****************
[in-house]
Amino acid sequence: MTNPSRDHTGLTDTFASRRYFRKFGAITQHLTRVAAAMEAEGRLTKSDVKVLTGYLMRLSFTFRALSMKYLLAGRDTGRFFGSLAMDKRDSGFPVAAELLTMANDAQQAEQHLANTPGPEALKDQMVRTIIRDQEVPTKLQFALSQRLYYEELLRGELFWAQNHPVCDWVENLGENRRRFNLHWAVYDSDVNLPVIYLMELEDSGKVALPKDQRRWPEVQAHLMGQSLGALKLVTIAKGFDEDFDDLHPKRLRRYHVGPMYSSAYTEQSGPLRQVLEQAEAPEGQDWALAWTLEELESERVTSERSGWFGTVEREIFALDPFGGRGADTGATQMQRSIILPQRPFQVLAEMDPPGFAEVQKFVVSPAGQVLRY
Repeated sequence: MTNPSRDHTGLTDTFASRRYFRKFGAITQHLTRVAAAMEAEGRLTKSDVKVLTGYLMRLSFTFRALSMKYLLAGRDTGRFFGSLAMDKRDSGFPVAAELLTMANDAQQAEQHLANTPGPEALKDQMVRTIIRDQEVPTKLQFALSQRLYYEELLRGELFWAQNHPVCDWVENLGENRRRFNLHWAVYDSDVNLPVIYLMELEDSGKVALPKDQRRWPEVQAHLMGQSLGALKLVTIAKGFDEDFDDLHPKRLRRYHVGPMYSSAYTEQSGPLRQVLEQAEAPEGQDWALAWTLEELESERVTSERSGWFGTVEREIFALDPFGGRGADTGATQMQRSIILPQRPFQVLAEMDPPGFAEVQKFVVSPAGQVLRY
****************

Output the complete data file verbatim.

[in-house]
Amino acid sequence: MTNPSRDHTGLTDTFASRRYFRKFGAITQHLTRVAAAMEAEGRLTKSDVKVLTGYLMRLSFTFRALSMKYLLAGRDTGRFFGSLAMDKRDSGFPVAAELLTMANDAQQAEQHLANTPGPEALKDQMVRTIIRDQEVPTKLQFALSQRLYYEELLRGELFWAQNHPVCDWVENLGENRRRFNLHWAVYDSDVNLPVIYLMELEDSGKVALPKDQRRWPEVQAHLMGQSLGALKLVTIAKGFDEDFDDLHPKRLRRYHVGPMYSSAYTEQSGPLRQVLEQAEAPEGQDWALAWTLEELESERVTSERSGWFGTVEREIFALDPFGGRGADTGATQMQRSIILPQRPFQVLAEMDPPGFAEVQKFVVSPAGQVLRY
Repeated sequence: MTNPSRDHTGLTDTFASRRYFRKFGAITQHLTRVAAAMEAEGRLTKSDVKVLTGYLMRLSFTFRALSMKYLLAGRDTGRFFGSLAMDKRDSGFPVAAELLTMANDAQQAEQHLANTPGPEALKDQMVRTIIRDQEVPTKLQFALSQRLYYEELLRGELFWAQNHPVCDWVENLGENRRRFNLHWAVYDSDVNLPVIYLMELEDSGKVALPKDQRRWPEVQAHLMGQSLGALKLVTIAKGFDEDFDDLHPKRLRRYHVGPMYSSAYTEQSGPLRQVLEQAEAPEGQDWALAWTLEELESERVTSERSGWFGTVEREIFALDPFGGRGADTGATQMQRSIILPQRPFQVLAEMDPPGFAEVQKFVVSPAGQVLRY